The Donogh surname originates in Ireland
where it is, in fact more common as a first name, being the
gaelic form of Dennis. As a surname it is more common in Ireland,
and here in North America too, with a Mc or Mac prefix - that
is "son of Dennis". The surname Donogh is quite uncommon here
in North America.
As far as we have been able to trace,
our branch of the Donogh clan began when Andrew Donogh came
over from Ireland with his parents and settled in Ontario.
The earliest record we have is in regard to a land patent
from the Crown for lots in Concession 4 of Mono, which was
received on February 21, 1848.
Andrew's father was John Donogh, and
his mother's name was Margaret. There is record of John Donogh
purchasing land in Canada, as well as of his second marriage,
to Esther Bloomer in 1868. We also know that the parents of
John Donogh were John Donogh (Sr.) and Margery, although nothing
more is known about them.
As far as we know, the immigrant ancestor
for this line was the John Donogh shown above. In the censuses
of Ontario this family of Donogh claimed to be of Irish descent,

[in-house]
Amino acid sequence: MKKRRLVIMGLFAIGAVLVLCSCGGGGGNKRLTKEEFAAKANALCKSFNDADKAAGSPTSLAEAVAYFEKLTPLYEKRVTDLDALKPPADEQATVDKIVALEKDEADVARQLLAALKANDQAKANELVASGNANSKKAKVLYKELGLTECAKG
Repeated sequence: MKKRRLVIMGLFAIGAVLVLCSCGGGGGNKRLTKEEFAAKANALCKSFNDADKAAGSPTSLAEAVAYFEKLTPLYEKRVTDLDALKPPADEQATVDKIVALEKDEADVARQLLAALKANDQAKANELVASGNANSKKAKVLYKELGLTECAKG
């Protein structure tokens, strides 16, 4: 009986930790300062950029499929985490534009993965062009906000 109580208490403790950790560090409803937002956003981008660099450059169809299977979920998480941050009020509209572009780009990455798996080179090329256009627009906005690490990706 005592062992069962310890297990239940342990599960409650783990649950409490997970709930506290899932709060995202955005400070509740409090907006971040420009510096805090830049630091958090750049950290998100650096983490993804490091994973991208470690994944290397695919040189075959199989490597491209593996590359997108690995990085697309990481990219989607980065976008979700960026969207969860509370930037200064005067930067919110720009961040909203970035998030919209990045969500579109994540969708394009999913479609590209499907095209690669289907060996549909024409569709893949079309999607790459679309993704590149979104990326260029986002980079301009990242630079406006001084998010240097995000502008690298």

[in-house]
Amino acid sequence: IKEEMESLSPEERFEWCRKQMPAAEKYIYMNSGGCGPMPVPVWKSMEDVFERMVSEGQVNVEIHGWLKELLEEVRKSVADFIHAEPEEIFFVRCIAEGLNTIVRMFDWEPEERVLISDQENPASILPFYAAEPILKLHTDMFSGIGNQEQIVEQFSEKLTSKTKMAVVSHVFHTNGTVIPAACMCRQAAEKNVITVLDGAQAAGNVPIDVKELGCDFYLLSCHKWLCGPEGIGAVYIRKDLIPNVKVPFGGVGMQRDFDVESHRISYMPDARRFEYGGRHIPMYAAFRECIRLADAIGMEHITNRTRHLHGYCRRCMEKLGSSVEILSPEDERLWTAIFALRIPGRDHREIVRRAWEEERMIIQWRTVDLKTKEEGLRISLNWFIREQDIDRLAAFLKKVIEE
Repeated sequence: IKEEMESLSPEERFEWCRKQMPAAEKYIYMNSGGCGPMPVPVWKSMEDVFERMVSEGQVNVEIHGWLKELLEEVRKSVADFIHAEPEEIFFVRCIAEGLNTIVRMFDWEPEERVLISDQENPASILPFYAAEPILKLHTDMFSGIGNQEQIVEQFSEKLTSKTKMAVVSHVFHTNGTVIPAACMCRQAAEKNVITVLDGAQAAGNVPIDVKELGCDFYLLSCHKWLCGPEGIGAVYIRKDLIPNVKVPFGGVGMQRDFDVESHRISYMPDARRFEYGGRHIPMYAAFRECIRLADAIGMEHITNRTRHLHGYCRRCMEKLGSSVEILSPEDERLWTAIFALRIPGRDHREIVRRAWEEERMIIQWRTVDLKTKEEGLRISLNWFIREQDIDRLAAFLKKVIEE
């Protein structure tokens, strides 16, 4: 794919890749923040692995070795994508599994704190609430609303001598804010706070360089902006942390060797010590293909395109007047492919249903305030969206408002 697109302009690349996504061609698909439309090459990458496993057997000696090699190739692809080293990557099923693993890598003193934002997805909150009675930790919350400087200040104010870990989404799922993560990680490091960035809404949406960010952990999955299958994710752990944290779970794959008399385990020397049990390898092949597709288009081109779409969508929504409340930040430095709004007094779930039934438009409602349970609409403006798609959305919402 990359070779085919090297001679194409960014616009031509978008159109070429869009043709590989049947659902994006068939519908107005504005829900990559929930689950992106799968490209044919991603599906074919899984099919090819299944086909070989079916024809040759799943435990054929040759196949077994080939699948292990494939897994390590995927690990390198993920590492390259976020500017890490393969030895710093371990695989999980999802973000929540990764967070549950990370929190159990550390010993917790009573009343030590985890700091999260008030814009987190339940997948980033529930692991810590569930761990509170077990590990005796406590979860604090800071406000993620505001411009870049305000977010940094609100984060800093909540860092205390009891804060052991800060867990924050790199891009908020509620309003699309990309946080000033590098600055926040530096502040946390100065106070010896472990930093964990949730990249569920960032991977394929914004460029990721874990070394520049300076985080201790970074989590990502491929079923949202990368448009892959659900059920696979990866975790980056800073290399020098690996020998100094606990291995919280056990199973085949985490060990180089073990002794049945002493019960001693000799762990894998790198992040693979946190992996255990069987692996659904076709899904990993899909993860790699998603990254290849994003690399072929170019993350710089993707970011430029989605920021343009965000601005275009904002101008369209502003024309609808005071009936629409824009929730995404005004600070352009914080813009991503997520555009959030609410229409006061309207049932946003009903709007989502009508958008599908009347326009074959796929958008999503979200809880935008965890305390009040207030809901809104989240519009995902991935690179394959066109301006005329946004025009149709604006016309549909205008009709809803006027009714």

Wesleyan Methodist and sometimes of Irish origin and sometimes
of Scottish origin. The male names that were common in this
early family were Andrew, John, William, Robert, Thomas and
Ormsby. Surnames that show up are Hamilton, McKim,
Henderson, Jackson, Atkinson, May,
Langman, Hill, Bloomer, Smith,
Person, Wilder, Halladay, Howard,
Woodley, Greatix, Towns and Lee.
At this time there appear to be about fourteen households
with the name of Donogh in Canada and about five in the US.
They are all descended from this line of Donogh.
Click on Our
Ancestors for what we know about the children and
grandchildren of Andrew Donogh.
The research on the genealogy presented
here was done by Ruth Donogh (who is the daughter-in-law of
Stanly Wilder Donogh) and by Cliff Durston (who is the grandson
of Charles Jackson Donogh), with the help of a lot of other
Donogh descendants who have provided information on their